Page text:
According to Postman, establishing a comprehensive strategy is the first and most important step to take towards creating a durable brand: “Some people think of branding as being about logos and it’s just one part of it. It’s really crucial to get the strategy right, then everything follows from that, so that’s where we always start.”
Expanding on naming strategy, Postman says: “First we look at competitors, the geographies that need to be covered and the Nice classes which are really important. We also assess what clients might be willing to compromise on and whether they are any classes they cannot have. It is difficult to obtain a name that you can protect across a lot of classes and in a lot of geographies, so these are some of the functional criteria of the naming process.”
Typically, Postman says that laying down a strategy can take anything from two to three weeks. This precedes the start of the creative process, during which the team spends about one month in brainstorming sessions and research before presenting their findings to the client. Postman says: “We generate up 50,000 to 100,000 of what we call raw names. From those, we narrow it down to about 50 to 100 names that we do identical searches on. We then narrow it down to just one name which is then fully searched and registered.”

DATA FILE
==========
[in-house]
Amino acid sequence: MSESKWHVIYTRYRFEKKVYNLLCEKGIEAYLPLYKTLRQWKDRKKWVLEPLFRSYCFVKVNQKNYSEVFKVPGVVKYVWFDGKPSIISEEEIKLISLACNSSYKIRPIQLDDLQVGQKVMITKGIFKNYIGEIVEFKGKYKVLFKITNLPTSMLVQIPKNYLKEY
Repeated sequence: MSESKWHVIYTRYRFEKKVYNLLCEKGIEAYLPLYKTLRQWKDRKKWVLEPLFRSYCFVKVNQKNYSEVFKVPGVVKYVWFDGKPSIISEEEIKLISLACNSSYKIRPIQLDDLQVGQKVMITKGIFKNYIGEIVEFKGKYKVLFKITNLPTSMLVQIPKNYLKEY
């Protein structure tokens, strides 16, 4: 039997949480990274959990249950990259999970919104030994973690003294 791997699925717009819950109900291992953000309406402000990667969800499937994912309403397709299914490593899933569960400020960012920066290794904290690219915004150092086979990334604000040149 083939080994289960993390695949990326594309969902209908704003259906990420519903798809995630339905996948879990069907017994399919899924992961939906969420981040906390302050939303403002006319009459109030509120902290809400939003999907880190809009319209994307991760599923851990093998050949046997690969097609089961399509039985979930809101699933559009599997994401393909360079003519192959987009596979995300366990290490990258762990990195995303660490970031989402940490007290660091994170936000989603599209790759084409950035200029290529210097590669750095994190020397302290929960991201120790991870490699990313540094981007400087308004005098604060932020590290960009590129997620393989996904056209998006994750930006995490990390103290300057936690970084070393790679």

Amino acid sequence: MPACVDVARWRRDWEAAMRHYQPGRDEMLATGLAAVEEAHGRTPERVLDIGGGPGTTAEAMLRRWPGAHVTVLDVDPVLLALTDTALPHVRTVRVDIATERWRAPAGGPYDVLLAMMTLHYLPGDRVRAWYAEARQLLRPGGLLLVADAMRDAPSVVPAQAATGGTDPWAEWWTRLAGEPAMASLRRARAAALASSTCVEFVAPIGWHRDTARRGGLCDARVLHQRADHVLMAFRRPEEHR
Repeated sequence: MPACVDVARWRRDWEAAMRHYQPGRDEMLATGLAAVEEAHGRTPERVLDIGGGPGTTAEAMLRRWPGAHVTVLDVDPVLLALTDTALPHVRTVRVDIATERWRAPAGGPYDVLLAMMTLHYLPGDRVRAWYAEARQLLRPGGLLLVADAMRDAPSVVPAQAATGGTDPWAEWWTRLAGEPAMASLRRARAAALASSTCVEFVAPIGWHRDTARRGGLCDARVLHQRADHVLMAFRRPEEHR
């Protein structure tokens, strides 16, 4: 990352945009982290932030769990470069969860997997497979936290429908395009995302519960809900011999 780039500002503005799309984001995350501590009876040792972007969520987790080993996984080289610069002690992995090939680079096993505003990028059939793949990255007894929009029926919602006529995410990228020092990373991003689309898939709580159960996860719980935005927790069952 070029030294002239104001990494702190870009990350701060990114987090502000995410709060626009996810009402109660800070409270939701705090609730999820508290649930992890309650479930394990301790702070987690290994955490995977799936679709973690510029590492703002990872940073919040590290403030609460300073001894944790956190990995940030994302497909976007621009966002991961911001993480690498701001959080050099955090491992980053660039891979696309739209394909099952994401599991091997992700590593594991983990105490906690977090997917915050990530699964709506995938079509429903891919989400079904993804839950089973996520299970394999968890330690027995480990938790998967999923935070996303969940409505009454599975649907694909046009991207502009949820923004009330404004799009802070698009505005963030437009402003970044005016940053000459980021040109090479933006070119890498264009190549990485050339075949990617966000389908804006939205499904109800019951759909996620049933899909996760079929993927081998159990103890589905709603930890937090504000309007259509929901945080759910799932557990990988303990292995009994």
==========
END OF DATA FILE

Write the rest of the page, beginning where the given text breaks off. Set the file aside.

As an advocate for IP protection, Postman says that even as owner of a brand and design agency, she finds herself at the receiving end of trade mark infringement: “We have people infringing on our name all the time, because they just don’t realise that it’s protected. We have to write to design agencies and say: you can’t use the name Grain in the UK and Europe!” Postman holds the view that such occurrences are largely attributable to ignorance of trade mark law in brand creation.
While Postman’s role is concerned with creating visual identity and not IP law, she shares her observations on the biggest challenges facing emerging and existing brands: “I think it’s the aspect of time – not the time it takes to make a brand, but that more and more names have been claimed over time. It feels like names are being taken out and this makes naming harder for brands.”
On whether the naming and branding industries are affected by digital advances, Postman says: “It does have an impact for image rights in particular, because people are unaware of image rights and how they work. In the past, there were fewer professional images as it was harder to create high quality images without a professional camera.”
With the emergence of 3D printing and unconventional marks, industry members have become increasingly concerned about how to adequately protect such marks and issues of true distinctiveness. Postman says: “People using names that are unregistered are not protected. We let our clients know this when they come to us.”
Having experience as both a designer and creative agent, Postman is sympathetic to her clients’ concerns but places greater value in education. She stresses: “To clients who come with a name and really do not want to apply for trade mark protection because of costs, we say: it’s a risk, everything you are investing in the company can be taken away from you.”